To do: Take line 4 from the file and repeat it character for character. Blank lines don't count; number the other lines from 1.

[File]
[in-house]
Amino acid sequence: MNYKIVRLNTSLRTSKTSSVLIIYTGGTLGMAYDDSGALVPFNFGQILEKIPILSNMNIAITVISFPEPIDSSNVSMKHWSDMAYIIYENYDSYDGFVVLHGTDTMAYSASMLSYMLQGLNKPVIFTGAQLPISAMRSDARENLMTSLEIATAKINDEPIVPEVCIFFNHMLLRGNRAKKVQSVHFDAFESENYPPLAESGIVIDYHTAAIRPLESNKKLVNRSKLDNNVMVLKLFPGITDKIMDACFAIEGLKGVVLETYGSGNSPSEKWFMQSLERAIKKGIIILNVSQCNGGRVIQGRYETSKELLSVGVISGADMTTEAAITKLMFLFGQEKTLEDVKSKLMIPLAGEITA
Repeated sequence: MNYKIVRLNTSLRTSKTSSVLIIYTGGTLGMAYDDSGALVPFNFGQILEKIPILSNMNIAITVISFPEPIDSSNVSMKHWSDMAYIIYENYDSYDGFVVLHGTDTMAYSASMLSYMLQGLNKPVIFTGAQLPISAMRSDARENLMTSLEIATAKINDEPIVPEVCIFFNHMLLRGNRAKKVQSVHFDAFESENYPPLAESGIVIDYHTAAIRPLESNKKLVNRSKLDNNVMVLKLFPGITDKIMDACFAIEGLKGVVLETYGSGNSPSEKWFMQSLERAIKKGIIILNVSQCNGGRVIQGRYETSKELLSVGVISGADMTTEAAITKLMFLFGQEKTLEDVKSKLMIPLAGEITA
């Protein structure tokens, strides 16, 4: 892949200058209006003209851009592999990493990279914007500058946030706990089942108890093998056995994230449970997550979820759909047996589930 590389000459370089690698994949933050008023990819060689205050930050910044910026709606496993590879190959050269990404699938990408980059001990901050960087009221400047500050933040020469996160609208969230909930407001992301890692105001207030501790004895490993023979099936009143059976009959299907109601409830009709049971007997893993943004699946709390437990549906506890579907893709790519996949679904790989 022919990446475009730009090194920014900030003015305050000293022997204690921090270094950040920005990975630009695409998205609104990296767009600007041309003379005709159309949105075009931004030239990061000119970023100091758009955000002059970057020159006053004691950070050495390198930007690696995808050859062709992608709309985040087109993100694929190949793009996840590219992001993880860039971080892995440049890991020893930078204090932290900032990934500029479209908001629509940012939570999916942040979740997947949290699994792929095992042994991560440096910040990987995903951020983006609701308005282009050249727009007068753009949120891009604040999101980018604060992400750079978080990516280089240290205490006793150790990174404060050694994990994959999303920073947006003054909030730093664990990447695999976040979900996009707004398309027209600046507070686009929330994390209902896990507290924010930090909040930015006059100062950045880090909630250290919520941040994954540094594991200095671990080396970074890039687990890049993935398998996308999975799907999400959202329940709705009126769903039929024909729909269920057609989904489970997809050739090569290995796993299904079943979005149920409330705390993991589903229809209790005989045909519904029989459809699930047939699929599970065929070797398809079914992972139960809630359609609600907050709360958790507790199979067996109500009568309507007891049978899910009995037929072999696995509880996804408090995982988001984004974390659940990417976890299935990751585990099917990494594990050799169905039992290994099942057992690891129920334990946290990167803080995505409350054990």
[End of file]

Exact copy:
């Protein structure tokens, strides 16, 4: 892949200058209006003209851009592999990493990279914007500058946030706990089942108890093998056995994230449970997550979820759909047996589930 590389000459370089690698994949933050008023990819060689205050930050910044910026709606496993590879190959050269990404699938990408980059001990901050960087009221400047500050933040020469996160609208969230909930407001992301890692105001207030501790004895490993023979099936009143059976009959299907109601409830009709049971007997893993943004699946709390437990549906506890579907893709790519996949679904790989 022919990446475009730009090194920014900030003015305050000293022997204690921090270094950040920005990975630009695409998205609104990296767009600007041309003379005709159309949105075009931004030239990061000119970023100091758009955000002059970057020159006053004691950070050495390198930007690696995808050859062709992608709309985040087109993100694929190949793009996840590219992001993880860039971080892995440049890991020893930078204090932290900032990934500029479209908001629509940012939570999916942040979740997947949290699994792929095992042994991560440096910040990987995903951020983006609701308005282009050249727009007068753009949120891009604040999101980018604060992400750079978080990516280089240290205490006793150790990174404060050694994990994959999303920073947006003054909030730093664990990447695999976040979900996009707004398309027209600046507070686009929330994390209902896990507290924010930090909040930015006059100062950045880090909630250290919520941040994954540094594991200095671990080396970074890039687990890049993935398998996308999975799907999400959202329940709705009126769903039929024909729909269920057609989904489970997809050739090569290995796993299904079943979005149920409330705390993991589903229809209790005989045909519904029989459809699930047939699929599970065929070797398809079914992972139960809630359609609600907050709360958790507790199979067996109500009568309507007891049978899910009995037929072999696995509880996804408090995982988001984004974390659940990417976890299935990751585990099917990494594990050799169905039992290994099942057992690891129920334990946290990167803080995505409350054990």